Residents question county Public Health report on Chiquita Canyon  

Adam Love of Roux Associates shared his firm's report on Chiquita Canyon Landfill on Wednesday at College of the Canyons in Valencia. Perry Smith
Adam Love of Roux Associates shared his firm's report on Chiquita Canyon Landfill on Wednesday at College of the Canyons in Valencia. Perry Smith

A consultant hired by L.A. County Public Health shared his firm’s report Wednesday on its study of air quality samples taken in and around Chiquita Canyon Landfill.  

The information on a six-week study between the end of October and the middle of December was shared with the community in a Wednesday evening meeting at College of the Canyons University Center. 

Adam Love, an environmental forensics expert with Roux Associates, echoed the sentiments shared during a January meeting of the South Coast Hearing Board of the Air Quality Management District: More information is needed to explain what’s really going on at the landfill. 

While the consultant said there were no “alarm bells” in the data, he also called his assessment preliminary. 

Similarly to the state air regulator, he called for more consistent and continuous air quality sampling, which require significant infrastructure, adding his firm conducted repeated studies on 24-hour samples of ambient air over the six-week period.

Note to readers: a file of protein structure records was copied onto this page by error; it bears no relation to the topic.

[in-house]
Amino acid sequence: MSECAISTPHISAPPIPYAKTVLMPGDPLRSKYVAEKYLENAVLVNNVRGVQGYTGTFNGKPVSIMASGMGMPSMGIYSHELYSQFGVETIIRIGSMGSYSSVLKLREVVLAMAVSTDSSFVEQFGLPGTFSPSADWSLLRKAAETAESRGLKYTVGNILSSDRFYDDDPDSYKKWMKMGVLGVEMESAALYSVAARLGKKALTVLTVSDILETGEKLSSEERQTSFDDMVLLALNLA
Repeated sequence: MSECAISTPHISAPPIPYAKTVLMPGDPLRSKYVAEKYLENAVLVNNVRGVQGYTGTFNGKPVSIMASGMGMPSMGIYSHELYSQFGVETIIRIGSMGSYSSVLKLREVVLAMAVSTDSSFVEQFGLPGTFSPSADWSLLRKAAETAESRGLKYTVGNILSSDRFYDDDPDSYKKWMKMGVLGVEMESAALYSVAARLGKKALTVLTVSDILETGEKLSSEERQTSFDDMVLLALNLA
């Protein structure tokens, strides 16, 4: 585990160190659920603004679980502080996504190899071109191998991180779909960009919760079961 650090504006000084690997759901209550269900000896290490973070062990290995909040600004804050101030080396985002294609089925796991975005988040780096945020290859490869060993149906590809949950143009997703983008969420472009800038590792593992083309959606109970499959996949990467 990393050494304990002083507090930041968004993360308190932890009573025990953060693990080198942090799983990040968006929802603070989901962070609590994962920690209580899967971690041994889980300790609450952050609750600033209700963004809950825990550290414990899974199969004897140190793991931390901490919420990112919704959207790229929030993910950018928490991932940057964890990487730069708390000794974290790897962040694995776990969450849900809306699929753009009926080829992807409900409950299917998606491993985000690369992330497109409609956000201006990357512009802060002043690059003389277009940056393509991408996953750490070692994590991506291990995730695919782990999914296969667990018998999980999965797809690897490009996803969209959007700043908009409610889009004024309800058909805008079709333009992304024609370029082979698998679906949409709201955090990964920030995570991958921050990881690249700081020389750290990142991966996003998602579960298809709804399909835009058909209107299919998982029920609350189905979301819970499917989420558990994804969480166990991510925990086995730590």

Love essentially recommended terms that Chiquita Canyon Landfill agreed to last month during that hearing, which stated there’s more data needed to study the problem.  

A representative for Chiquita Canyon Landfill said Wednesday evening the facility expected to have the monitoring website it agreed to last month up and running within the next few weeks. 

Residents aired grievances that have built over the last year during the 75-minute meeting, as the landfill has garnered more than 7,000 complaints and 100 violations. The crowd briefly chanted “Close it” after one commenter, and several expressed frustrations with the county and the landfill, even as some thanked him for his speaking to the community.  

A root-cause analysis conducted last year indicated the landfill’s problems, which include landfill gases at 170 degrees and a smoldering subsurface reaction at temperatures of above 190 degrees, were being caused by a problematic older section of the landfill. 

That section of the landfill experienced decomposition and the release of gases at a rate that overwhelmed the landfill’s systems that normally would have captured smelly sulfuric landfill gases. As a result, the smells can be detected as far away as Lake Hughes Road to the north and Stevenson Ranch to the southeast. 

“We expect that the odors are causing real health effects to the community,” Love said Wednesday, acknowledging that dizziness and some of the other health problems that have been well-documented — and the subject of at least two lawsuits with hundreds of plaintiffs. “We’re not saying that there aren’t any effects,” he added.